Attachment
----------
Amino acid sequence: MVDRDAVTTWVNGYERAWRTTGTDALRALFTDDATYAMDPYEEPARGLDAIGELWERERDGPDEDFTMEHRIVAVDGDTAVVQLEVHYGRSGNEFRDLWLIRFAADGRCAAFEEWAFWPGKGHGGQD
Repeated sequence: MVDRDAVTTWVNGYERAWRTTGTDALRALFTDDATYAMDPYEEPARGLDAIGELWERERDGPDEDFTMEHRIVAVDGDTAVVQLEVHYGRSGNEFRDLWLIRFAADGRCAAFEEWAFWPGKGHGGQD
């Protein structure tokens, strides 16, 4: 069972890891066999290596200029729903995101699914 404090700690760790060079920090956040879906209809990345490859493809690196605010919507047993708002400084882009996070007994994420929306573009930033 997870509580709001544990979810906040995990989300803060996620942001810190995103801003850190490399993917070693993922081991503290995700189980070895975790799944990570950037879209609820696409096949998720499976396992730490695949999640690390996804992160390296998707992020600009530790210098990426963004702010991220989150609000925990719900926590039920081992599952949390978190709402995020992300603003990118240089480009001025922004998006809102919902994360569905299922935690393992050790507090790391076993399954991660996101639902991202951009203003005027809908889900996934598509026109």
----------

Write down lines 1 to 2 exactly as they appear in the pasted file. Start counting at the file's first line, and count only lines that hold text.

Amino acid sequence: MVDRDAVTTWVNGYERAWRTTGTDALRALFTDDATYAMDPYEEPARGLDAIGELWERERDGPDEDFTMEHRIVAVDGDTAVVQLEVHYGRSGNEFRDLWLIRFAADGRCAAFEEWAFWPGKGHGGQD
Repeated sequence: MVDRDAVTTWVNGYERAWRTTGTDALRALFTDDATYAMDPYEEPARGLDAIGELWERERDGPDEDFTMEHRIVAVDGDTAVVQLEVHYGRSGNEFRDLWLIRFAADGRCAAFEEWAFWPGKGHGGQD